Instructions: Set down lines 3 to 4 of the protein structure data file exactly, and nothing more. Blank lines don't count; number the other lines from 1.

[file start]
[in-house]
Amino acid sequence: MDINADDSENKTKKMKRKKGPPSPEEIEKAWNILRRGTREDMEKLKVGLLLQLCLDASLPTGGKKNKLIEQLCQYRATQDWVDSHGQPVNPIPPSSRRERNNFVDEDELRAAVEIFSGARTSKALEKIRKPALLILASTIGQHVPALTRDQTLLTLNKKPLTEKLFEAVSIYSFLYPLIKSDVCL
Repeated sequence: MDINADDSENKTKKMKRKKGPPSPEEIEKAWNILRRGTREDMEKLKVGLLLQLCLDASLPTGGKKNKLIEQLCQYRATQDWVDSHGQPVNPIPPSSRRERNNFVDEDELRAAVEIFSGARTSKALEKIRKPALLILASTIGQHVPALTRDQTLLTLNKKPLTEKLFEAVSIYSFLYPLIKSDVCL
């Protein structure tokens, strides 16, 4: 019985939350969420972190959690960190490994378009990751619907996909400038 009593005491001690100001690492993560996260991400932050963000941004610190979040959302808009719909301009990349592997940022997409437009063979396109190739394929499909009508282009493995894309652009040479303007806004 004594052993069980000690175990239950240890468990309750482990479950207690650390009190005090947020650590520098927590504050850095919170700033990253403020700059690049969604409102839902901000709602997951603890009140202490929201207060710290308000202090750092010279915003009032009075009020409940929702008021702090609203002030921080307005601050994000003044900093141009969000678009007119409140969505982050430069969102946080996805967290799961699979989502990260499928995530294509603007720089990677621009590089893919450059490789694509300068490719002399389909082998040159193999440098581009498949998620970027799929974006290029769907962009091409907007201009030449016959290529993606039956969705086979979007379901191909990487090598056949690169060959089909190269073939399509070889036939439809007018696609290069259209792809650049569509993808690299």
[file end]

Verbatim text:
Repeated sequence: MDINADDSENKTKKMKRKKGPPSPEEIEKAWNILRRGTREDMEKLKVGLLLQLCLDASLPTGGKKNKLIEQLCQYRATQDWVDSHGQPVNPIPPSSRRERNNFVDEDELRAAVEIFSGARTSKALEKIRKPALLILASTIGQHVPALTRDQTLLTLNKKPLTEKLFEAVSIYSFLYPLIKSDVCL
């Protein structure tokens, strides 16, 4: 019985939350969420972190959690960190490994378009990751619907996909400038 009593005491001690100001690492993560996260991400932050963000941004610190979040959302808009719909301009990349592997940022997409437009063979396109190739394929499909009508282009493995894309652009040479303007806004 004594052993069980000690175990239950240890468990309750482990479950207690650390009190005090947020650590520098927590504050850095919170700033990253403020700059690049969604409102839902901000709602997951603890009140202490929201207060710290308000202090750092010279915003009032009075009020409940929702008021702090609203002030921080307005601050994000003044900093141009969000678009007119409140969505982050430069969102946080996805967290799961699979989502990260499928995530294509603007720089990677621009590089893919450059490789694509300068490719002399389909082998040159193999440098581009498949998620970027799929974006290029769907962009091409907007201009030449016959290529993606039956969705086979979007379901191909990487090598056949690169060959089909190269073939399509070889036939439809007018696609290069259209792809650049569509993808690299």